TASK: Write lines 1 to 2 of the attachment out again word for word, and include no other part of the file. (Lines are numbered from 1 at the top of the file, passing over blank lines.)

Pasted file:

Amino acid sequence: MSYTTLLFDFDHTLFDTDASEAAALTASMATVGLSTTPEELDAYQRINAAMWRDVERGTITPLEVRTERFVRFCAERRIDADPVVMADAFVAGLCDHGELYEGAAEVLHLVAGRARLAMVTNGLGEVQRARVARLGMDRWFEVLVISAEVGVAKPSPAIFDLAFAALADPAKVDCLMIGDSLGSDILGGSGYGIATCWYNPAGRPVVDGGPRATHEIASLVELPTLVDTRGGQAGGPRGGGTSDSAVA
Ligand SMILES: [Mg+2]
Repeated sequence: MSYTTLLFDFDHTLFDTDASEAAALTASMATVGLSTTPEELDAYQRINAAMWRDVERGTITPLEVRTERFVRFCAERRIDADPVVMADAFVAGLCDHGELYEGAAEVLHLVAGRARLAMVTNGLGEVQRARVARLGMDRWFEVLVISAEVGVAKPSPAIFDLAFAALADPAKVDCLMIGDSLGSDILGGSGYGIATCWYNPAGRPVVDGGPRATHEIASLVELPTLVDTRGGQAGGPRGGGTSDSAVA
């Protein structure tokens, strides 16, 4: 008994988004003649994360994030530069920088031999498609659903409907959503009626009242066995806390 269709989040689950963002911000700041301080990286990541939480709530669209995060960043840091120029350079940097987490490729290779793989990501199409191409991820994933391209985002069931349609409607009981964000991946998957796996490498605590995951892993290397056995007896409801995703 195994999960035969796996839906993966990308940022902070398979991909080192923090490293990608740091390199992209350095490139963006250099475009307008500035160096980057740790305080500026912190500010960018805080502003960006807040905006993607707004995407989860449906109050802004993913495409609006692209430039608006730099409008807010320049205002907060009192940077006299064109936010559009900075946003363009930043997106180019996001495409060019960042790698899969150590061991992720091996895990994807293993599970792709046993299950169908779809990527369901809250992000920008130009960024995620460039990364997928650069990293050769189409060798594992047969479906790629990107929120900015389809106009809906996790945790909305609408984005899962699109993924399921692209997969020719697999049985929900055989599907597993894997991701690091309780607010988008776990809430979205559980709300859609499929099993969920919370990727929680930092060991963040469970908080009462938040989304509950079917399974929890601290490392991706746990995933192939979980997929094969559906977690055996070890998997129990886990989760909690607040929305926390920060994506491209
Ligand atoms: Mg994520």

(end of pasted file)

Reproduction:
Amino acid sequence: MSYTTLLFDFDHTLFDTDASEAAALTASMATVGLSTTPEELDAYQRINAAMWRDVERGTITPLEVRTERFVRFCAERRIDADPVVMADAFVAGLCDHGELYEGAAEVLHLVAGRARLAMVTNGLGEVQRARVARLGMDRWFEVLVISAEVGVAKPSPAIFDLAFAALADPAKVDCLMIGDSLGSDILGGSGYGIATCWYNPAGRPVVDGGPRATHEIASLVELPTLVDTRGGQAGGPRGGGTSDSAVA
Ligand SMILES: [Mg+2]